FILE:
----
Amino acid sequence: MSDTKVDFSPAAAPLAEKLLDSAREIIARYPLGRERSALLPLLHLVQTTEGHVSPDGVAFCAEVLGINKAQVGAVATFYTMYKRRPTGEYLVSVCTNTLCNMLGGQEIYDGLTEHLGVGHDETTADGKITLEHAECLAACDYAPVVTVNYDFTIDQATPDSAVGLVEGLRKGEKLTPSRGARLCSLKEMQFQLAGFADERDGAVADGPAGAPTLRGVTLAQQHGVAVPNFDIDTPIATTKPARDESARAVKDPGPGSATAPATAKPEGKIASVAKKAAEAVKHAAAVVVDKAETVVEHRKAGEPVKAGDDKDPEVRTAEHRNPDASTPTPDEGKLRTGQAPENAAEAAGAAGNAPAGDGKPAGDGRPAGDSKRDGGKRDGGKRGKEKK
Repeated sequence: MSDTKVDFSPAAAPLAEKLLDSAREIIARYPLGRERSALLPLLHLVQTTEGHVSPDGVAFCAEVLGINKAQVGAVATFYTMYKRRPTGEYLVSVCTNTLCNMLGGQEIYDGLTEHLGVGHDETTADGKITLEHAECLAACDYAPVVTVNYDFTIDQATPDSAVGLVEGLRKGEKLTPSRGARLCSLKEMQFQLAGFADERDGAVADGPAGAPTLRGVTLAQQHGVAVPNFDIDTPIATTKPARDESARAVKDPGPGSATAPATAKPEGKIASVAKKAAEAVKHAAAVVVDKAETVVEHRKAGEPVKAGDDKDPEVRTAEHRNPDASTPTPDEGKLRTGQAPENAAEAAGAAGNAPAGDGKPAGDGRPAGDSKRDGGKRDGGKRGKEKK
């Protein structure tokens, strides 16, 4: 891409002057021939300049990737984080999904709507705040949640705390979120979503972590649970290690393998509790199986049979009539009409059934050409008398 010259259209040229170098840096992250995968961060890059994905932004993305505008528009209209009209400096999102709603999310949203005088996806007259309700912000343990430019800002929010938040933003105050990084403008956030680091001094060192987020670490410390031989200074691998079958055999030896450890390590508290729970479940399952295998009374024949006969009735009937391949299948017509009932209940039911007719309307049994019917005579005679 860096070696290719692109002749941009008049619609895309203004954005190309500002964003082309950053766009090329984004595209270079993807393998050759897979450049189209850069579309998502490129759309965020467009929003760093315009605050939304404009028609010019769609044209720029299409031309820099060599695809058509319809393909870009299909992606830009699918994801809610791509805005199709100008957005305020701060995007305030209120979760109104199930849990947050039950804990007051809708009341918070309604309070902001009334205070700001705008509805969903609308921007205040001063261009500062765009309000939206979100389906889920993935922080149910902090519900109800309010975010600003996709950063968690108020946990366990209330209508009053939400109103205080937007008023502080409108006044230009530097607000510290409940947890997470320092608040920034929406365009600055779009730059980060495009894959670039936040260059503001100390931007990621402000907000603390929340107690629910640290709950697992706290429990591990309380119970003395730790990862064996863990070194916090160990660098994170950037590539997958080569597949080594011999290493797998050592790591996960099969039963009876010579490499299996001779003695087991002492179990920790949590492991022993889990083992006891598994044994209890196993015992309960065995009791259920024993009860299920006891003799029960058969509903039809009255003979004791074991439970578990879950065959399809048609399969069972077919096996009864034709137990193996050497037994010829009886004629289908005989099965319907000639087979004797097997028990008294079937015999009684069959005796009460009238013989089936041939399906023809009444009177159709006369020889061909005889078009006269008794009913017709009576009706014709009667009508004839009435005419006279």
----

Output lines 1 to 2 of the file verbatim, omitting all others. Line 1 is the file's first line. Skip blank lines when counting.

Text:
Amino acid sequence: MSDTKVDFSPAAAPLAEKLLDSAREIIARYPLGRERSALLPLLHLVQTTEGHVSPDGVAFCAEVLGINKAQVGAVATFYTMYKRRPTGEYLVSVCTNTLCNMLGGQEIYDGLTEHLGVGHDETTADGKITLEHAECLAACDYAPVVTVNYDFTIDQATPDSAVGLVEGLRKGEKLTPSRGARLCSLKEMQFQLAGFADERDGAVADGPAGAPTLRGVTLAQQHGVAVPNFDIDTPIATTKPARDESARAVKDPGPGSATAPATAKPEGKIASVAKKAAEAVKHAAAVVVDKAETVVEHRKAGEPVKAGDDKDPEVRTAEHRNPDASTPTPDEGKLRTGQAPENAAEAAGAAGNAPAGDGKPAGDGRPAGDSKRDGGKRDGGKRGKEKK
Repeated sequence: MSDTKVDFSPAAAPLAEKLLDSAREIIARYPLGRERSALLPLLHLVQTTEGHVSPDGVAFCAEVLGINKAQVGAVATFYTMYKRRPTGEYLVSVCTNTLCNMLGGQEIYDGLTEHLGVGHDETTADGKITLEHAECLAACDYAPVVTVNYDFTIDQATPDSAVGLVEGLRKGEKLTPSRGARLCSLKEMQFQLAGFADERDGAVADGPAGAPTLRGVTLAQQHGVAVPNFDIDTPIATTKPARDESARAVKDPGPGSATAPATAKPEGKIASVAKKAAEAVKHAAAVVVDKAETVVEHRKAGEPVKAGDDKDPEVRTAEHRNPDASTPTPDEGKLRTGQAPENAAEAAGAAGNAPAGDGKPAGDGRPAGDSKRDGGKRDGGKRGKEKK